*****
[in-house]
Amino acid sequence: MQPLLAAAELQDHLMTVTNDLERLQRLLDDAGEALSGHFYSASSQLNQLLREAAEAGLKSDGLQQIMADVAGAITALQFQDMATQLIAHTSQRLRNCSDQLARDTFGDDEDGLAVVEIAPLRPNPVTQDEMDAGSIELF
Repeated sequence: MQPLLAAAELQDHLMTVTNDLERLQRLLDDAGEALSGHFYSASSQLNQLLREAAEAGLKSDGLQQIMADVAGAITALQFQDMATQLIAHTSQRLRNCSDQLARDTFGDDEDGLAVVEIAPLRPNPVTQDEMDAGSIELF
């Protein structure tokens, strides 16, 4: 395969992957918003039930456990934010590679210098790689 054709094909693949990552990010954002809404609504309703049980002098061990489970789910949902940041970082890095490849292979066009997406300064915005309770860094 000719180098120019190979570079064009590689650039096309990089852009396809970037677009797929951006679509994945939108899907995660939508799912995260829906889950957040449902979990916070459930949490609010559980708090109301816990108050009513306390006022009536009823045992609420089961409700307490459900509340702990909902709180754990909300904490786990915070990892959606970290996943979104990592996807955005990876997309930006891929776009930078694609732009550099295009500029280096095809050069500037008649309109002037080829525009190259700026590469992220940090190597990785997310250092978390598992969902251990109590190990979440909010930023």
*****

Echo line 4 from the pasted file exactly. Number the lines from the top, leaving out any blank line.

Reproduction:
């Protein structure tokens, strides 16, 4: 395969992957918003039930456990934010590679210098790689 054709094909693949990552990010954002809404609504309703049980002098061990489970789910949902940041970082890095490849292979066009997406300064915005309770860094 000719180098120019190979570079064009590689650039096309990089852009396809970037677009797929951006679509994945939108899907995660939508799912995260829906889950957040449902979990916070459930949490609010559980708090109301816990108050009513306390006022009536009823045992609420089961409700307490459900509340702990909902709180754990909300904490786990915070990892959606970290996943979104990592996807955005990876997309930006891929776009930078694609732009550099295009500029280096095809050069500037008649309109002037080829525009190259700026590469992220940090190597990785997310250092978390598992969902251990109590190990979440909010930023």